My Non-New Year’s Resolutions

New Year’s resolutions are so hard.  

It’s freaking hard to come up with realistic ones, it’s hard to keep to them, and for me, personally, it’s hard to think of this one day a year as a new leaf. What makes today any different from tomorrow? I think it’s really easy to say that ‘this year I’ll be different, things will be different’, but a year is a long time – and how many of us have found ourselves, at the end of the year, lamenting the resolutions we put off and never achieved? I’m not saying this in a pessimistic way, or to be bleak – I’m saying this for the simple reason that I believe we owe ourselves more than just creating resolutions once a year. 

It is easy, for instance, for me to say I’m going to start yoga this year, both for fitness and mental well-being, but what makes tomorrow any different from today? I think it’s setting an unrealistic expectation, that life will just magically alter at the stroke of midnight, when one year comes to a close and the next begins. I also think it is this very mentality that has a lot of people giving up on their new year’s resolutions so soon after making them. I won’t magically become a Yogi by tomorrow morning. I shouldn’t expect myself to.  

I would much rather live my life knowing that every single day is a new beginning. Every single day, regardless of the time of year, or cultural celebration, is the potential for a fresh start; and that being said – every single day is one where I must work hard towards my life goals.  

So set your goals – but don’t make them New Year’s resolutions – make them your life goals. Draw up that vision board, collage the hell out of your push pin board, visualize where you want to be – but for the love of god don’t put an unrealistic time limit on it. Don’t expect to wake up tomorrow and be a different person.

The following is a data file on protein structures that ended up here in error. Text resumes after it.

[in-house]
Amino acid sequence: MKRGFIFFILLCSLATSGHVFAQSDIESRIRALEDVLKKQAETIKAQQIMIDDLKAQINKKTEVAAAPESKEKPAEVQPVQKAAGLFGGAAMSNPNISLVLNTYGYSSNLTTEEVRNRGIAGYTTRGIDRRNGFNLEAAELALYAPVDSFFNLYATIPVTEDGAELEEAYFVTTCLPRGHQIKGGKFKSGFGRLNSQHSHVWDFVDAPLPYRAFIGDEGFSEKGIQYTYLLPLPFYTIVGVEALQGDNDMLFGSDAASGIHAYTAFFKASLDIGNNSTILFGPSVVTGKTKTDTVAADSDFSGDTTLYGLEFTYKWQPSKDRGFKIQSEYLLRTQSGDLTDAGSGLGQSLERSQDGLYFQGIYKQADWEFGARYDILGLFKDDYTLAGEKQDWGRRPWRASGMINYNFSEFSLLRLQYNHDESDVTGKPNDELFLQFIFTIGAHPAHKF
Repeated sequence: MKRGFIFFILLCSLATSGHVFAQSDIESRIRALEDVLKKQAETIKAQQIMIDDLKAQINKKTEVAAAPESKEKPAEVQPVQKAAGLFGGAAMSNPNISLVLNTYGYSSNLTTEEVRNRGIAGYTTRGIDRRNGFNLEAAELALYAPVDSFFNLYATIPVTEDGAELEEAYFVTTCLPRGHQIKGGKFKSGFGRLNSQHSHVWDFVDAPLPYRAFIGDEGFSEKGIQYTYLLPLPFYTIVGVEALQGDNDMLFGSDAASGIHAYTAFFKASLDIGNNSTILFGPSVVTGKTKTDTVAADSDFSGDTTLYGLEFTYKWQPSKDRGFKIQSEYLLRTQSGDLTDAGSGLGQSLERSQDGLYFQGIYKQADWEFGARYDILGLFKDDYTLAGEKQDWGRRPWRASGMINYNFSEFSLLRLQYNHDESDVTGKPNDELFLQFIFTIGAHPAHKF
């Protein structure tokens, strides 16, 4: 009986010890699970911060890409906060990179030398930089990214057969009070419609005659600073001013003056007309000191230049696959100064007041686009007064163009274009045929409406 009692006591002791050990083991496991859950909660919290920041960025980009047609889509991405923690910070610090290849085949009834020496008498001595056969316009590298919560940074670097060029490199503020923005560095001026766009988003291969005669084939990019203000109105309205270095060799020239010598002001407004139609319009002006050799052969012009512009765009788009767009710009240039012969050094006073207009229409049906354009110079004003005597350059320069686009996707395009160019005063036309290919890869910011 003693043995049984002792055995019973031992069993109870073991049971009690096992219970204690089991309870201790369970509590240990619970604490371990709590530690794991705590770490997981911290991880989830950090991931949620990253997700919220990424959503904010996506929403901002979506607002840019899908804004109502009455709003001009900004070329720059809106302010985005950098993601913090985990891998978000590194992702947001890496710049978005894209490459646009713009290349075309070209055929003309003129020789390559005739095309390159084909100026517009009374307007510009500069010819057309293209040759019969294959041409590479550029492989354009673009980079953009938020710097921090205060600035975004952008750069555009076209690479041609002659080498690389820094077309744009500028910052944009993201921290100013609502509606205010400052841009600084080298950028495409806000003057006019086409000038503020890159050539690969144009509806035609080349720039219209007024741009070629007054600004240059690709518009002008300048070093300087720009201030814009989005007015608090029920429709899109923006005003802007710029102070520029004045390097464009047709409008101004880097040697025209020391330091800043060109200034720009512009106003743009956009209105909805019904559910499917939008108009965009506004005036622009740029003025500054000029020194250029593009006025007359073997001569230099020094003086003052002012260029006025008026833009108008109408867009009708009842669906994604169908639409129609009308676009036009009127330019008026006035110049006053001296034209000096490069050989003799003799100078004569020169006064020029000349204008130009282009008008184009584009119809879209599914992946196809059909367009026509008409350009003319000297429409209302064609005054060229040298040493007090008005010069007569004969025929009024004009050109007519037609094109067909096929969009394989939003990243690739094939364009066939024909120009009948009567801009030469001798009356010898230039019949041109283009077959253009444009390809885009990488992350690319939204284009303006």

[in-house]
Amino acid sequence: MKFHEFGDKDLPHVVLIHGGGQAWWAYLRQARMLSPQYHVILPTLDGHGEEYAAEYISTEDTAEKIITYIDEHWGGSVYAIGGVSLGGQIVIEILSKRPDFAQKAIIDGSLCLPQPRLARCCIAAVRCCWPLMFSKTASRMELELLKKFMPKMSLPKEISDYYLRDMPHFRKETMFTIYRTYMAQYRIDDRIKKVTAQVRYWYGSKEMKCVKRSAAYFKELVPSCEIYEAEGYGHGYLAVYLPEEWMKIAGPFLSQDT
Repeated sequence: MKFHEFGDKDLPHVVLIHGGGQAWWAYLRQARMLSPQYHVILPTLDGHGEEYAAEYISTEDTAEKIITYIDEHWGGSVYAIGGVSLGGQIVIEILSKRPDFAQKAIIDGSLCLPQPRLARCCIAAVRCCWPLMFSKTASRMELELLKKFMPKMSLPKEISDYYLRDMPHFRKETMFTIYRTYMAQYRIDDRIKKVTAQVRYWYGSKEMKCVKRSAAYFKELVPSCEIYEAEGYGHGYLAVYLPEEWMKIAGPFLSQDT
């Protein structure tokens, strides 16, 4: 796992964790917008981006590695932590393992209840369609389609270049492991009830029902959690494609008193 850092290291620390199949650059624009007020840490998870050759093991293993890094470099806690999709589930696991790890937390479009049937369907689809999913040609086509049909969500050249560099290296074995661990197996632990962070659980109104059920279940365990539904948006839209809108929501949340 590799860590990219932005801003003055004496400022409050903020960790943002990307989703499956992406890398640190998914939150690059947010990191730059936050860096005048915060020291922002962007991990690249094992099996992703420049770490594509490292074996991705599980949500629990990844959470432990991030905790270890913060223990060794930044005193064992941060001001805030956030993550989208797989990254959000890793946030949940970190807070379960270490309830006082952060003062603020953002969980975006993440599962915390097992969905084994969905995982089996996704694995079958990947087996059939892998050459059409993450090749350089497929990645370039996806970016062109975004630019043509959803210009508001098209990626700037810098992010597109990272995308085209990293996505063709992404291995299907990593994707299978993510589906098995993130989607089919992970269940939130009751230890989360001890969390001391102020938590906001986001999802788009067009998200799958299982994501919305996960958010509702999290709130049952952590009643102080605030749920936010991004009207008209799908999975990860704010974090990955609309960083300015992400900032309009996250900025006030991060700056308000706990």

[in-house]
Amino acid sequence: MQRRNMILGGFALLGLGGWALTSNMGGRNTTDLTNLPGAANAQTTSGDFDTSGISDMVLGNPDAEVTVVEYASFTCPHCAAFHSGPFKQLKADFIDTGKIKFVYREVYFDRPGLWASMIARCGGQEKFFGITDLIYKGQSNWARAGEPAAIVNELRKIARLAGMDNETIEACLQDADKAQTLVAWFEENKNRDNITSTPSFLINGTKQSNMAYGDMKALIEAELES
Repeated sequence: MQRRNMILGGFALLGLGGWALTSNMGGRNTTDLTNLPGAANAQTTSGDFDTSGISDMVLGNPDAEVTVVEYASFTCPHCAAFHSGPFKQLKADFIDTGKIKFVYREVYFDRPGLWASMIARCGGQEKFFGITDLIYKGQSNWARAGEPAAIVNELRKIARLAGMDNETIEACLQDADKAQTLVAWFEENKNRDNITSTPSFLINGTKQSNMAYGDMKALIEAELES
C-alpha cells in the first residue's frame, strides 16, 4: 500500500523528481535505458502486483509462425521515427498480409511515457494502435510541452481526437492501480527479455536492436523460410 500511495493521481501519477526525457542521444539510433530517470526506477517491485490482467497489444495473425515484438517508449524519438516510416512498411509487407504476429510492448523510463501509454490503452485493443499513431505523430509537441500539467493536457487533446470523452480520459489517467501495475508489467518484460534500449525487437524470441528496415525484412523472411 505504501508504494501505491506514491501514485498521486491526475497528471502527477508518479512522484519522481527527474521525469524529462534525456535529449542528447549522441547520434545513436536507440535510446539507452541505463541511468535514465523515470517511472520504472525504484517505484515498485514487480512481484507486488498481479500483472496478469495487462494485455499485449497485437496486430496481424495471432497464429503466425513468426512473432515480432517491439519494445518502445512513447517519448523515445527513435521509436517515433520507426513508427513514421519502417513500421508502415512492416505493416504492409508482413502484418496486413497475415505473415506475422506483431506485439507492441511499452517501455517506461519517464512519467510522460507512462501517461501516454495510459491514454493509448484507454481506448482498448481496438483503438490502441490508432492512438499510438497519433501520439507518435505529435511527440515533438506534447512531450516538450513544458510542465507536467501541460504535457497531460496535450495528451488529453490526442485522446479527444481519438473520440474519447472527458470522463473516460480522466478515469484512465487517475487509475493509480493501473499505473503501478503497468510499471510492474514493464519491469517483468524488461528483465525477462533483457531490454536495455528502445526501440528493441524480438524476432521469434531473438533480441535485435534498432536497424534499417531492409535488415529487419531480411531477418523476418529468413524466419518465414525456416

We are our harshest critics, and discouragement is plentiful when that timeline ticks closer, and you find that you have yet to meet that goal you’ve set. I find that is when people often give up: ‘well If I’m nowhere near where I want to be, I might as well just give up and try again next year’.  

I find this to be particularly true of myself as a parent, and as someone suffering from an anxiety disorder. I work better with a schedule, yes, but I also know that my personality is a very ‘go, go, go’ personality. That means, if something is on the to-do list, I’m not splitting it up to get done over the course of a week in order to make it more manageable; no, I’m hammering that thing out in one day. Them I’m exhausted, frustrated, and lack the patience and kindness that my family needs and deserves.  

So, this year, in order to survive as a busy working mom, and as someone with a hyper-active sense of anxiety, it is incredibly important for me to remind myself that I will get to where my goals are in due time. I need to remind myself that it’s okay if come February I haven’t achieved every single goal I’ve set. 

My solution is this: I’d much rather forego the resolutions, and set up some life goals instead. I’d rather take the time to remind myself to be grateful every morning, to remind myself every night that tomorrow is a new day, a new opportunity, a new chance to grow as a person. I would rather take the time to enjoy what I’ve worked so hard to gain thus far, and to let myself slowly attain those goals that I find myself striving for.  

I would much rather set a positive intention going into the new year, put all the happiness and positivity that I can into that moment, rather than write up a list of arbitrary New Year’s resolutions, that I may never resolve. I want to wake up the next morning, and know that I will have to work, and work hard, to achieve the life that I want, and I want to remember to enjoy that work, that I’m striving for something that’s for me. I want to remember to enjoy and take pride in the journey towards those goals, not simply struggle in my attempts to achieve them. It won’t magically happen at the stroke of midnight, so I’m not going to put that kind of pressure, or that kind of timeline on it.  

So, basically what I’m saying is that my resolution this year – is not to make any resolution. Maybe you should try it to.

2 thoughts on “My Non-New Year’s Resolutions

  1. I actually set resolutions this year – for the first time in ages – but totally agree with what you wrote. Your “go-go-go” paragraph rang true to me. I’m very much the same. While I did set goals this year, I tried to make them doable, and set monthly goals instead of lofty new-me New Year’s Resolutions. We’ll see if I fare any better with this approach!

    Liked by 1 person

    • I like the idea of setting monthly goals that are doable more so than new years goals! I think it’ll definitely help you get to completing them! Maybe I should try that. Its SOOOO hard for me not to write lists, and make schedules, so this idea is totally speaking to me right now haha.


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